What is ROI for a Website?
Hang around a business person long enough, and you are bound to hear the term ROI at least once. But what is it really? Is it money? How is it measured? And why is it important?
If you haven’t guessed already, ROI stands for Return on Investment. That definition already makes it clear why business people spend most of their time preoccupied about it.
But ROI goes beyond money, and there is no better way to understand this than when you are talking about a website.
Even if you run an eCommerce website that deals strictly in sales, the ROI cannot and should not be restricted solely to the amount of money you spend in developing your website and number of sales made.
Think about it!
Your website is about so much more than numbers: time, energy, creativity, and hard work are just a few of the many other resources that go into the fabric of your website—and these cannot be easily defined in terms of numbers.
Let’s say you don’t agree, and try to save some money by doing your website design yourself, rather than handing over the money to a professional web designer.
You spend hours searching free templates and playing around with some of the drag and drop features provided by DIY website providers, only to end up with a website that looks so much worse than what your competitors have put up, with none of the functionalities which you know your audience needs.
You decide to start over.
True, you may be saving money, but how much is your time worth?
Let’s say you make a nice profit at the end of each month, but you have to spend literally all your time fretting over details of your website to the extent that you simply cannot afford to spend any time with your family.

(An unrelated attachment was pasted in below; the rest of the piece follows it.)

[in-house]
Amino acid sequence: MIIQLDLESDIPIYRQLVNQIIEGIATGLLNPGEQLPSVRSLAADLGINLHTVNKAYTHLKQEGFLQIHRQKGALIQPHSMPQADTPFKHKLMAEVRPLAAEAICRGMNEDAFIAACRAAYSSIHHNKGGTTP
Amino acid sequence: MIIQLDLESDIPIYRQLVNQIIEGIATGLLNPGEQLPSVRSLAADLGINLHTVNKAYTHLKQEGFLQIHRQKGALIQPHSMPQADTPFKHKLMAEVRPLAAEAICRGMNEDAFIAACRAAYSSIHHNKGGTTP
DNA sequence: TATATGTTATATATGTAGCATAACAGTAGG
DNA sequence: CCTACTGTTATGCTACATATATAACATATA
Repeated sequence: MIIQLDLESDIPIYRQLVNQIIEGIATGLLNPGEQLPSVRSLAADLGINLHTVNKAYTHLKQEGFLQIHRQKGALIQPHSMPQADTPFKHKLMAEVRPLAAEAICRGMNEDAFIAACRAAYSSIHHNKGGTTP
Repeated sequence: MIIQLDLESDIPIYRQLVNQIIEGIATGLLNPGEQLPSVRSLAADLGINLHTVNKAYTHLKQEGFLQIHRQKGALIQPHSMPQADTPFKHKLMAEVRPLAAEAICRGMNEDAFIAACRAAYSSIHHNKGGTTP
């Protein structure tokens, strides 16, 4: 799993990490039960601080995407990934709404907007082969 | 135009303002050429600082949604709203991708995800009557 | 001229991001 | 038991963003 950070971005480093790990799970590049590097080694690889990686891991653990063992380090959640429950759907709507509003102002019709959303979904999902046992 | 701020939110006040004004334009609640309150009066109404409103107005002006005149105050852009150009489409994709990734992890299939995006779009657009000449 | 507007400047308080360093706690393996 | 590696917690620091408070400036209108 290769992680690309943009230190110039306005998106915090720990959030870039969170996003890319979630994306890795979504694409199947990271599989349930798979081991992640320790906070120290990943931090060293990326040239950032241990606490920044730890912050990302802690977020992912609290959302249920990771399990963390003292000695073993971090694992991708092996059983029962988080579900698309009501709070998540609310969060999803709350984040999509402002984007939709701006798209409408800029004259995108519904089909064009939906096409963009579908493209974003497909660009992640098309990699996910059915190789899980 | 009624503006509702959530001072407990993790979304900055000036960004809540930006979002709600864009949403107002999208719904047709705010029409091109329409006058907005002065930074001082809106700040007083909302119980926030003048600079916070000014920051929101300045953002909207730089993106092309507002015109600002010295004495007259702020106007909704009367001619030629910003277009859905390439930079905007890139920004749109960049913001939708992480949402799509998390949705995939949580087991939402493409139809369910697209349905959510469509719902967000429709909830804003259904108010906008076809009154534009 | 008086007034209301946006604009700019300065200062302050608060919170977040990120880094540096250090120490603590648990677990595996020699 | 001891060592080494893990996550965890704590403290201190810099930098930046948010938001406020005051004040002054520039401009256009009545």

Yes, you’re making money, but what’s the price tag on that lost time with the kids?
I’m sure you can make it up the following month…you just have to work even harder so that you can free up some time.
These are just two examples out of many that illustrate how interacting with your website covers a host of things that cannot be reduced to a mere number.
Therefore instead of limiting it to your bank account, your website ROI should properly be defined as all the satisfaction you get for your efforts put in.
These are a few things which your website should be doing if it’s going to deliver the ROI you deserve:
- Information: Your website should have all relevant information about you and your organisation, showing why potential customers should choose you over your competition. Your website should be your number 1 sales tool, 24/7.
Easy-to-fill Contact Form: Your website should have more than your business number. A contact form allows respondents to get to you via other channels like email at a time that is convenient for them.
- Payment Options: Consider doing your financial transactions or sales over your website. More and more people are willing to make deposits and order online than ever before.
- Lead Generation: A good way to measure your ROI is to through lead generation. If you spend $X on your website, and that resulted in more than twice that amount in sales, then you know your ROI is soaring…at least in financial terms.
- Analytics: Many tools like Google Analytics and others exist to help you measure the effectiveness of your website’s outreach efforts. Analytics help you know how many people are coming to your website, and what you have to improve upon to make your website more effective.
- Calendar: Maybe your business is one that requires bookings and reservations. If this is the case, your website should have an online calendar so that visitors can clearly see if their preferred date is available. Consider making reservations over your website as well to streamline the booking process.
Implement these over your website and, apart from more money in the bank, you should be finding business easier to do, business relationships easier to forge, and free time away from your business more available. In other words, more return on your investment.